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Radical change in approach needed to save Australia’s car sector, says Senator Xenophon

December 4, 2015 • News

The Federal Government must free up the $700 million Automotive Transformation Scheme (ATM) to “revive car manufacturing in Australia post 2017”, said independent Senator for South Australia, Nick Xenophon.

Image credit: www.nickxenophon.com.au

Speaking in the Senate on the tabling of the Economics Committee final report into the future of the automotive industry, Mr Xenophon said there was “a real hope” for carmaking to remain in Australia after 2017 if the Government makes the right policy decisions.

“This is an important report coming at an important time – it shows that there is real hope emerging in the sector that car-making will continue in Australia. But it needs the right policy settings and that means the ATS must be freed up to allow much more diversification and new players to be encouraged to continue our car-making heritage,” Mr Xenophon said.

“I am hopeful that the Turnbull Government, with Industry and Innovation Minister Christopher Pyne, will radically change the approach of the previous Abbott Government and be supportive of projects to revive car manufacturing in Australia post 2017.”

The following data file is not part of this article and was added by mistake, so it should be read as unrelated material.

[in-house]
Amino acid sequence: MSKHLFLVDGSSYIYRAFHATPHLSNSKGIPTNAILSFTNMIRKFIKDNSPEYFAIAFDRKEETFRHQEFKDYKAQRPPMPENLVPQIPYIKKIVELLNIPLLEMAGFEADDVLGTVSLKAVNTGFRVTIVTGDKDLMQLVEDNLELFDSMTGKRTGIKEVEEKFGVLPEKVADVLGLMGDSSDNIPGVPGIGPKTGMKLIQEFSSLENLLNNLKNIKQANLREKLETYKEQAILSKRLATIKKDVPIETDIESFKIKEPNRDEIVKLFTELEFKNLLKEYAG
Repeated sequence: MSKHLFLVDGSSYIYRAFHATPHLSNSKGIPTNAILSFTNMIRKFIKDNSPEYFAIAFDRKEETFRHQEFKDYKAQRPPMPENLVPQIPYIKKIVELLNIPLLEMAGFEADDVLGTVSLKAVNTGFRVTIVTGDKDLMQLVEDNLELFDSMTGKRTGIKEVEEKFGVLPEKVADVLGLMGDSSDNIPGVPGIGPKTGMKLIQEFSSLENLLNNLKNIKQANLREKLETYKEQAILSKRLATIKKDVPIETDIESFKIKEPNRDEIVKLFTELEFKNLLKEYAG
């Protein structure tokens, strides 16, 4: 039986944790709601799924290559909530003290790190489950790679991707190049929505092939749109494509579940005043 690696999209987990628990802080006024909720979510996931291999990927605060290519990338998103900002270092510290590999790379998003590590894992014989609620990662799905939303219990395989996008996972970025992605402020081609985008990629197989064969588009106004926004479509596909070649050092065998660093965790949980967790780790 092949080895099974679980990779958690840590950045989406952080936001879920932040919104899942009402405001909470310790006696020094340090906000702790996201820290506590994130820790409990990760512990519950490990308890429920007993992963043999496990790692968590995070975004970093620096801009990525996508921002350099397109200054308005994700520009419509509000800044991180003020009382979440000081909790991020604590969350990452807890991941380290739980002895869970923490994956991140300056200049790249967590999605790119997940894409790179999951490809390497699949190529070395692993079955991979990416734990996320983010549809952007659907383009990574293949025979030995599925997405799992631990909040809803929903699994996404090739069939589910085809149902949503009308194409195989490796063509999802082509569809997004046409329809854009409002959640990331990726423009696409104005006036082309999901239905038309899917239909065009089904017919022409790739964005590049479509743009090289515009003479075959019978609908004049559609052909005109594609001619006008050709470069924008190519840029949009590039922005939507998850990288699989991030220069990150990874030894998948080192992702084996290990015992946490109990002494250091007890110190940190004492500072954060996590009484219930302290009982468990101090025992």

Senator Xenophon was part of the Economics Committee that held five public hearings between March and October this year. During this period, the Committee received 38 submissions and made 20 recommendations to the Federal Government in its final report – Driving Jobs and Investment – which was released on Thursday.

These recommendations include widening the eligibility of the ATS to include more components makers, after market manufacturers and exporters of engineering and R&D services, and developing a strategy to “avoid a social and economic catastrophe arising in those areas most affected by the closure of vehicle manufacturing”.

Senator Xenophon warned that southern Australia was on course to lose 200,000 jobs in the next year unless the Federal Government changed its approach to the closure of auto-making.

He said credible companies had emerged which could capitalise on the “vacant manufacturing capacity” that will be left behind in 2016 and 2017.

“I have met with Australian companies Ethan Automotive and Red Automotive Technologies, and Belgian company Punch Corporation, who want to be part of a revival of the auto sector and should be engaged with as a matter of urgency,” Mr Xenophon said.

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